So which of these two academies will dominate? In the long run, the answer is obvious. And this year looks like a tipping point.

So far Netflix has, despite its huge budgets, won precious little at the Oscars, taking home only two documentary prizes (including doc-umentary short for The White Helmets in 2017). Amazon has done only a little better, having backed Manchester by the Sea and Asghar Farhadi’s The Salesman.

But yesterday Netflix’s Roma scored 10 nominations, including for Best Picture. That’s a game-changer.

(Photo by Victor Chavez/Getty Images for NETFLIX) © Getty (Photo by Victor Chavez/Getty Images for NETFLIX)

Dropped from the line-up at Cannes Film Festival last spring because it did not meet Cannes’s strict theatrical release criteria, Roma was snapped up by Venice in the autumn and won the top prize there, the Golden Lion, awarded the previous year to The Shape of Water, which went on to win the Best Picture Oscar.

Can Roma do the same? It will be a double first if so, since although foreign- language films have been nominated for overall Best Picture before, none has ever won.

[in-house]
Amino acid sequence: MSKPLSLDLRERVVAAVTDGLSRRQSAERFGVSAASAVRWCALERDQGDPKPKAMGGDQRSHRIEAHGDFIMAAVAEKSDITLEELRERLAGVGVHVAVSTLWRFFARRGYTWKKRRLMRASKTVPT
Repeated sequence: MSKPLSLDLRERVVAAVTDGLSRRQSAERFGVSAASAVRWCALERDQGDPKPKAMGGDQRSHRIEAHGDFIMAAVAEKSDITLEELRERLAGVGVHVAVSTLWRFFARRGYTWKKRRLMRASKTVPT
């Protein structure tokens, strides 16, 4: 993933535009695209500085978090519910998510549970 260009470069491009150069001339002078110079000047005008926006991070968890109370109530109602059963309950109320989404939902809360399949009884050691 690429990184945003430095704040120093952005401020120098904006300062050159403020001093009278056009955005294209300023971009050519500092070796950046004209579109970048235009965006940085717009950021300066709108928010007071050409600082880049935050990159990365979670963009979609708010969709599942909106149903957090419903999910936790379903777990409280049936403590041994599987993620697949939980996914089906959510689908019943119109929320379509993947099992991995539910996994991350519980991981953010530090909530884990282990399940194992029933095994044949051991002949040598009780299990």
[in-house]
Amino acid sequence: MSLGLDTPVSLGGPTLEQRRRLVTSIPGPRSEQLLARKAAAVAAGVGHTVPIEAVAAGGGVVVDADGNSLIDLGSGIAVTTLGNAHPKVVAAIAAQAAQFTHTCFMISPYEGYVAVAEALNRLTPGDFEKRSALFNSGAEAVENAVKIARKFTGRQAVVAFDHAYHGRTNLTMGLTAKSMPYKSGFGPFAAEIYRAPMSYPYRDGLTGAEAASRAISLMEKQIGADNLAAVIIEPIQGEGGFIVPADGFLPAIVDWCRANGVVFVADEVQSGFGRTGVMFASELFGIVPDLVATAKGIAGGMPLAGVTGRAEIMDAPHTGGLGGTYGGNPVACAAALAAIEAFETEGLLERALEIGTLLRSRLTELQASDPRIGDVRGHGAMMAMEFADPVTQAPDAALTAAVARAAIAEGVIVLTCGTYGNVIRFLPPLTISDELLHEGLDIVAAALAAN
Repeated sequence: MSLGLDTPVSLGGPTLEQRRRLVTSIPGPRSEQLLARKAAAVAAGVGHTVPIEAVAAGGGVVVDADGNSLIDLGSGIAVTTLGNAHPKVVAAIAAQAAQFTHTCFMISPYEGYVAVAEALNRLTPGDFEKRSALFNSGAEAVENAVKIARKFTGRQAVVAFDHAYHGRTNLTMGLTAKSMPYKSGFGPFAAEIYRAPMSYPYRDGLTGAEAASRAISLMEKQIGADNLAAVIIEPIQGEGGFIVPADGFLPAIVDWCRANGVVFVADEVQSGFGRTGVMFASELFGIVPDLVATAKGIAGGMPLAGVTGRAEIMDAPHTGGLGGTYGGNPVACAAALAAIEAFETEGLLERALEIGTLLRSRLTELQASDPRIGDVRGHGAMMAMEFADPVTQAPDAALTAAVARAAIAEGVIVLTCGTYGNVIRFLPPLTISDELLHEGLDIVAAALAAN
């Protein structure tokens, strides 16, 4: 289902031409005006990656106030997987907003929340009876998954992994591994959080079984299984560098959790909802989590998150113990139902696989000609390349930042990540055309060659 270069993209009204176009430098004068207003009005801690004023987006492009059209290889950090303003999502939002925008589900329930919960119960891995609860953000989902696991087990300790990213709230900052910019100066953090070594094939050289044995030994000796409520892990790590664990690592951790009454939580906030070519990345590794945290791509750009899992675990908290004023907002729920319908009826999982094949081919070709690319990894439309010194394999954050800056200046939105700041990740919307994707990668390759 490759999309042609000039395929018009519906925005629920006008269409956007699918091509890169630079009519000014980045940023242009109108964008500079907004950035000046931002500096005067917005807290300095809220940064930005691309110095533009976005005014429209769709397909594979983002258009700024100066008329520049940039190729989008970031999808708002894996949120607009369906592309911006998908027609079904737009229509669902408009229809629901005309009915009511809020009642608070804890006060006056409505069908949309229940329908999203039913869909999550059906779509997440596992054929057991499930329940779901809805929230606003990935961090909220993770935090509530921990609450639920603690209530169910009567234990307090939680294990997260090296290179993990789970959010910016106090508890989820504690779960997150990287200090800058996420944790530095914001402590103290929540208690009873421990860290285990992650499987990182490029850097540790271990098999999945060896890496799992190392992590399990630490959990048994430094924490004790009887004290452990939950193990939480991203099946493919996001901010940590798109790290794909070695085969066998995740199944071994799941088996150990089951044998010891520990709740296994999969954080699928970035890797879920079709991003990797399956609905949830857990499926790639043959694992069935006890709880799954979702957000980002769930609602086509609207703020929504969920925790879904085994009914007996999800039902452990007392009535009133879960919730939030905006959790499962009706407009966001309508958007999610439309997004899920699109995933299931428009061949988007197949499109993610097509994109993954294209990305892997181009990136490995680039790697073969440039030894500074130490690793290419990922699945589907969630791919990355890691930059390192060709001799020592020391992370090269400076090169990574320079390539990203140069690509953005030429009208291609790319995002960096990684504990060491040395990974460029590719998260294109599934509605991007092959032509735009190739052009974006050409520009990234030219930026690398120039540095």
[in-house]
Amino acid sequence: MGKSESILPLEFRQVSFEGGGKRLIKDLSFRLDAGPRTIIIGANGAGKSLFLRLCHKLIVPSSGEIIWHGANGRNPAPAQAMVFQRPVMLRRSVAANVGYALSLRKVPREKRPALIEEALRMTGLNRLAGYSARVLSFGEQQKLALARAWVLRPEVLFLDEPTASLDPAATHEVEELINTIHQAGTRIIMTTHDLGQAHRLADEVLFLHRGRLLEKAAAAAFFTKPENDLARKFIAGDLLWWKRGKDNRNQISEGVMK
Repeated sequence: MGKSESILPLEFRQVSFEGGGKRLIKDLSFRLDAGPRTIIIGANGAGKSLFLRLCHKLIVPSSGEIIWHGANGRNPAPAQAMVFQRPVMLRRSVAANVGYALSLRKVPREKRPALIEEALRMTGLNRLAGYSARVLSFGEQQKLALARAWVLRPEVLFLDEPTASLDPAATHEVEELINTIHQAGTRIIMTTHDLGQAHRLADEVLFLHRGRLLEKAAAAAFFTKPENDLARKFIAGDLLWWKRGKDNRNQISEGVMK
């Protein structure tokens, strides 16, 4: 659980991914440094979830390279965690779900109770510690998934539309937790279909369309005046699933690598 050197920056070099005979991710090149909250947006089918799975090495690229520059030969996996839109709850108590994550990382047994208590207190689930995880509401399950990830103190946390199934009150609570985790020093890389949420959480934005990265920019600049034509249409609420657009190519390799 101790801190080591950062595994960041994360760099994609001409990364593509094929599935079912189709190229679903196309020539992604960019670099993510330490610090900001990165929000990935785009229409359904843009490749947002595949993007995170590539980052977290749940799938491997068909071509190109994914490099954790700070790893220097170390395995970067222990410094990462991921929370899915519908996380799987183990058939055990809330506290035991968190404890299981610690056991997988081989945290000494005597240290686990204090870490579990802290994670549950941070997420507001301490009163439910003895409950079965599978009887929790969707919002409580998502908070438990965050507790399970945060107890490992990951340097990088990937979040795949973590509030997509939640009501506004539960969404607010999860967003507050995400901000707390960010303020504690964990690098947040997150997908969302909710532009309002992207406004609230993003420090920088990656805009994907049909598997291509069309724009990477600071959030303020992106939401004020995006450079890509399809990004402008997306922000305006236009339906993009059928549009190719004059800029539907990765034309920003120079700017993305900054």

So the fate of Roma looks like the key decision when the prizes are awarded — which is the only part of the process that ultimately matters, the only thing that you have the smallest hope of remembering a few months later. Then this diverse set of nominations will have to be crunched, one way or the other.

At this stage the shortlists are capacious enough to reflect the interests of both the old and the new academies. There are old-fashioned major studio dramas such as A Star is Born, Green Book, Incredibles 2 and Black Panther, and smaller, artier contenders like Roma, If Beale Street Could Talk and The Favourite.

The Favourite’s success — joint top scorer in the nominations — is another sign of how much the academy’s tastes are changing. Its director, Yorgos Lanthimos, received just a single, screenwriting, nomination for his possibly even better film The Lobster, also starring Rachel Weisz and Olivia Colman, in 2015.

(Photo by Steve Granitz/WireImage) © Getty (Photo by Steve Granitz/WireImage)

Not all academy members are happy. Last year producer Bill Mechanic (whose credits include Hacksaw Ridge) resigned from the board of governors, criticising the diversity policies and saying “over the past decade we have nominated so many smaller independent films that the Oscars feel like they should be handed out in a tent”.

Roma, about the director Alfonso Cuarón’s childhood in Mexico City in the Seventies — filmed in black and white, with a little or previously entirely unknown cast who do not act at all theatrically, speaking Spanish and Mixtec — might seem one of the most improbable films to lead the nominations ever.